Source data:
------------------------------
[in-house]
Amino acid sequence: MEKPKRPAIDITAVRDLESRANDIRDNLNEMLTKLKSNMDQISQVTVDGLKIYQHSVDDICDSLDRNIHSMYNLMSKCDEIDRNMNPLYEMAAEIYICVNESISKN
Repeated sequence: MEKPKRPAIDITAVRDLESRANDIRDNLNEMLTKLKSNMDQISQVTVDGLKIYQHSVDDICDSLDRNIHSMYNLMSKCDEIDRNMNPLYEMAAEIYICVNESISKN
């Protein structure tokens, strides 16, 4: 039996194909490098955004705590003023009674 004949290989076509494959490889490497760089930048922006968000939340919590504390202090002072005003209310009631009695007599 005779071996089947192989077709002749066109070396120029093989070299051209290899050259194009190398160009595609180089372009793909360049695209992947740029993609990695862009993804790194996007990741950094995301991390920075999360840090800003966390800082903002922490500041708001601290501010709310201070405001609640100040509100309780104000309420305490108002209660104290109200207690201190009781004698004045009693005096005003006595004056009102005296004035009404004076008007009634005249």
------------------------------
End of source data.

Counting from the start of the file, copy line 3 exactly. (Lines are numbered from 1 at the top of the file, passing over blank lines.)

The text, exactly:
Repeated sequence: MEKPKRPAIDITAVRDLESRANDIRDNLNEMLTKLKSNMDQISQVTVDGLKIYQHSVDDICDSLDRNIHSMYNLMSKCDEIDRNMNPLYEMAAEIYICVNESISKN